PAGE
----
Over on Hackaday.io, user [Tomasz Jastrzebski] has designed a tidy-looking custom controller for driving temperature-controlled soldering irons. The design is intended to be general purpose, capable of operating with irons rated for different voltages and probe type, be they thermocouple- or thermistor-based. Rather than integrating a power supply, this is handled by an external unit, giving the possibility of feeding this from a variety of sources that are not necessarily tied to the grid.
Hardware-wise, we’ve got the ubiquitous STM32 microcontroller in charge of the show, with a nice front end based on the INA823 instrumentation amplifier, referenced to a REF2030 precision voltage source. The input stage is configured as a versatile Wheatstone bridge input circuit, giving plenty of scope for tweaking.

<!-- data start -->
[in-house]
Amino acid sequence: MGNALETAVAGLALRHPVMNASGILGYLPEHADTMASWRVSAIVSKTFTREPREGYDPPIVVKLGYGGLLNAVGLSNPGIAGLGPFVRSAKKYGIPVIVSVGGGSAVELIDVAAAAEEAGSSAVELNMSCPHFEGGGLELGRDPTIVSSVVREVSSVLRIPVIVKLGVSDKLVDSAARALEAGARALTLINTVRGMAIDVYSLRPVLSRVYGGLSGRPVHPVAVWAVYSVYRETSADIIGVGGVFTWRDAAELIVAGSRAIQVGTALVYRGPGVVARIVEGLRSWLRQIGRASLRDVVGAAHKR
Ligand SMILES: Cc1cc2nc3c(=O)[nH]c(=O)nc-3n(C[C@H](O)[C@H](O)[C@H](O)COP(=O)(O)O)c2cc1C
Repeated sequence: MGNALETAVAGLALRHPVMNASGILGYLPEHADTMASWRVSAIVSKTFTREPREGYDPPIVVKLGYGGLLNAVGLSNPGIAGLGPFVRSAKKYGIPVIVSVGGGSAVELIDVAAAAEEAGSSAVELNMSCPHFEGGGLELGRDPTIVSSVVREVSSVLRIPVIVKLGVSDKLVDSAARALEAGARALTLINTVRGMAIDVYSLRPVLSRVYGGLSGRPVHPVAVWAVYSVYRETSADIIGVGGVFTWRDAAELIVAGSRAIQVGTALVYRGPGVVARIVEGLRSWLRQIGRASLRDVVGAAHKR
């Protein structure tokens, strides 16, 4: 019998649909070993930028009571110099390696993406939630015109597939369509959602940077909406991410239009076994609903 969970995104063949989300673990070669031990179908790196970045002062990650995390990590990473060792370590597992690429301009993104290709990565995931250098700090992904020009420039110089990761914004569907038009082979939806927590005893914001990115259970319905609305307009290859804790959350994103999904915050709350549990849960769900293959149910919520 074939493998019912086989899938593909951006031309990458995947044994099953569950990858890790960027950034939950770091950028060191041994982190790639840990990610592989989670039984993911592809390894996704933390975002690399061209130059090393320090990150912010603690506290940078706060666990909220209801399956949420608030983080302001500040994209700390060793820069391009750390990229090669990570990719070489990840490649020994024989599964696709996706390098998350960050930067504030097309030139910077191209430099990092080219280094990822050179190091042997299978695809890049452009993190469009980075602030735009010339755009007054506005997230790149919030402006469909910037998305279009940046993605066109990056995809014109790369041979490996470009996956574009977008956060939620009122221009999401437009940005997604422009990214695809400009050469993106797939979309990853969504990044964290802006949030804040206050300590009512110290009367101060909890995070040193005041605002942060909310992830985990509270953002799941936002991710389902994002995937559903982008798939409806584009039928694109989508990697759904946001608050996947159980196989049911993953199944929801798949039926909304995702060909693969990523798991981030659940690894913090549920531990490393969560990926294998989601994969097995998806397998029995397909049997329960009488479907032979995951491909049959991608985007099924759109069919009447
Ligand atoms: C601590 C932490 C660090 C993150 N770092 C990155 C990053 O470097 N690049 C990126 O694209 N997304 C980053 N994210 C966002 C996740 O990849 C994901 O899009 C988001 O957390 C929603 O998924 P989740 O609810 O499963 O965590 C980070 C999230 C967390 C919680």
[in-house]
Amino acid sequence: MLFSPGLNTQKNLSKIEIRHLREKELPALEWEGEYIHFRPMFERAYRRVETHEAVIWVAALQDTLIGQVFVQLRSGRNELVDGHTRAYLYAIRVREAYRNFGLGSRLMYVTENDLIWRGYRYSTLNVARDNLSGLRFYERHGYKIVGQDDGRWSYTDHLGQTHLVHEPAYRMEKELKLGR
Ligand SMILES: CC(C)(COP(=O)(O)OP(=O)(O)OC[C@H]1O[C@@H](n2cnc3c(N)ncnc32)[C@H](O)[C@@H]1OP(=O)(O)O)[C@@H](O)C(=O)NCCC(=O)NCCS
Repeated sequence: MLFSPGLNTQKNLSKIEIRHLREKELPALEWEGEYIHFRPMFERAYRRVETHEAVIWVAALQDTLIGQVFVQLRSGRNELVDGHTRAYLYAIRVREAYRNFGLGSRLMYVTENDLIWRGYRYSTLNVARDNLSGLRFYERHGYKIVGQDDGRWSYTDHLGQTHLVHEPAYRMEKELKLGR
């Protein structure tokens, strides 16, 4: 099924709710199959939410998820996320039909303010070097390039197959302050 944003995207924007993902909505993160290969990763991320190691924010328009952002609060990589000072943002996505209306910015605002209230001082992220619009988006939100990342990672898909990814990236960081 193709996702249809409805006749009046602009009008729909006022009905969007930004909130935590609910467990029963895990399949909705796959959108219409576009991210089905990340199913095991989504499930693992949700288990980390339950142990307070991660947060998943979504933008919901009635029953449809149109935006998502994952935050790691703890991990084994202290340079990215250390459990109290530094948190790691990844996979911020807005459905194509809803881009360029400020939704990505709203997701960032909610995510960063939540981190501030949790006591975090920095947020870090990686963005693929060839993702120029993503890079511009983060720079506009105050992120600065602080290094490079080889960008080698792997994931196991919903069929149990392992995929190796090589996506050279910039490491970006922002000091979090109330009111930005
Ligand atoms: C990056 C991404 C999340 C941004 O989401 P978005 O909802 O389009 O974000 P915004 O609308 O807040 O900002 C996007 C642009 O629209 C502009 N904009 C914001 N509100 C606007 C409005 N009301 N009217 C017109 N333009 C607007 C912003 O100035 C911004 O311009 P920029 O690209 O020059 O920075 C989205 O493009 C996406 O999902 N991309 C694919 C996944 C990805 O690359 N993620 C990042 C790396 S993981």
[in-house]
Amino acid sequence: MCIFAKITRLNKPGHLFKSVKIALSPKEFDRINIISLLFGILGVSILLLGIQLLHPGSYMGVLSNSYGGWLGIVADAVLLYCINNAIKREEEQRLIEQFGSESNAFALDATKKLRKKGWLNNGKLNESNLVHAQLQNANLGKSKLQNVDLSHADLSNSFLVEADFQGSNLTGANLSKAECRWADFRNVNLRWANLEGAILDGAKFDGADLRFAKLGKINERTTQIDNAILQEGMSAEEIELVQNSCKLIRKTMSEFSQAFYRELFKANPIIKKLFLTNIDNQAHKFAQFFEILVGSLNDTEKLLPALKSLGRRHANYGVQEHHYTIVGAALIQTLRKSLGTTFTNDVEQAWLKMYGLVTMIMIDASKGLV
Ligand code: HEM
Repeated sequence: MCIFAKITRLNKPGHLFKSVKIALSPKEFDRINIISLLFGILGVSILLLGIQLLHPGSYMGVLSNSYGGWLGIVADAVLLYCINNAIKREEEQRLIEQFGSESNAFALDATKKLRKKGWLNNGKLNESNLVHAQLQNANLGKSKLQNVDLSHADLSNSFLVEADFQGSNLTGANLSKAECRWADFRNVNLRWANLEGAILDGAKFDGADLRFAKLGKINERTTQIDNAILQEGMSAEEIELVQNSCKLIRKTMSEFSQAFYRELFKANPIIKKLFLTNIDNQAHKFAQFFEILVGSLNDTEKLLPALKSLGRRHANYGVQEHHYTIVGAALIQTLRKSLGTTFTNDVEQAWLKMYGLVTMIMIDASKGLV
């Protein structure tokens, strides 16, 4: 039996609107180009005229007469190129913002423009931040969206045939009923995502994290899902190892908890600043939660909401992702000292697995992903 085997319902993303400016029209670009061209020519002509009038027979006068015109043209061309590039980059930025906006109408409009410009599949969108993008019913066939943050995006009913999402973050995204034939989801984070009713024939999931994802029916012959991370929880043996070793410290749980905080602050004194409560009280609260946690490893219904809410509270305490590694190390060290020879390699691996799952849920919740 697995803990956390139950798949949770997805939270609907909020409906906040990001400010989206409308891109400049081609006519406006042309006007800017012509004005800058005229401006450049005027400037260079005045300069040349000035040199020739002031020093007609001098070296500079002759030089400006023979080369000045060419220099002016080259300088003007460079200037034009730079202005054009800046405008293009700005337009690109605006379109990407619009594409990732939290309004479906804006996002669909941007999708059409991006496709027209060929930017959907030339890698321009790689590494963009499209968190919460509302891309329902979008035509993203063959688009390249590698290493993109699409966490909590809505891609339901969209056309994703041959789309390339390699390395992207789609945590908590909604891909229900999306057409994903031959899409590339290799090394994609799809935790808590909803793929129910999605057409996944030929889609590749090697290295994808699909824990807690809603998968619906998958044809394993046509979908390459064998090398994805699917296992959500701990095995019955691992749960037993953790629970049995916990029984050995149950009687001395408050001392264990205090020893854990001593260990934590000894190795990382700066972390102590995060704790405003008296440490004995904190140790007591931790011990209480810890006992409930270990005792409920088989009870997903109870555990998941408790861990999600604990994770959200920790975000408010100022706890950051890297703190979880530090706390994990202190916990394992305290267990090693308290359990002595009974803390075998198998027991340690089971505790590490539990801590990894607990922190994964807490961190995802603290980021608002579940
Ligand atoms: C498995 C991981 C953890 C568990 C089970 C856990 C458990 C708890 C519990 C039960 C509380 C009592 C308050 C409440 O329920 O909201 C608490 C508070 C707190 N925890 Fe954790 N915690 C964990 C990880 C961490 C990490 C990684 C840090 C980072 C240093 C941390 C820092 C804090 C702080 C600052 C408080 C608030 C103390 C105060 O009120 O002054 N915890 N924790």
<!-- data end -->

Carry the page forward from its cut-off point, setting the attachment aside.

There are a few extra features in the design that aren’t necessarily needed for a soldering iron driver, such as RTC support, complete with supercapacitor backup, but then this doesn’t have to drive a soldering iron, it could drive any DC heater with temperature feedback. With a change in firmware, this could serve other tasks. One potential feature that springs to mind — have the unit automatically power down at a certain time of day in case it was left on accidentally.
The schematic has a lot of relevant detail — in that many parts have a good list of alternatives, presumably because of the semiconductor shortages — which is a good habit to get into if you ask us. Many of us involved with manufacturing have been doing this for years, as it makes sense to give the assembly house the extra options, but this really is basically mandatory practice now.
Firmware for the STM32G0 series microcontroller is based on the STM32 HAL, keeping it simple, with a Visual Studio Code project provided for your convenience. All hardware (KiCAD) and firmware can be found on the project GitHub.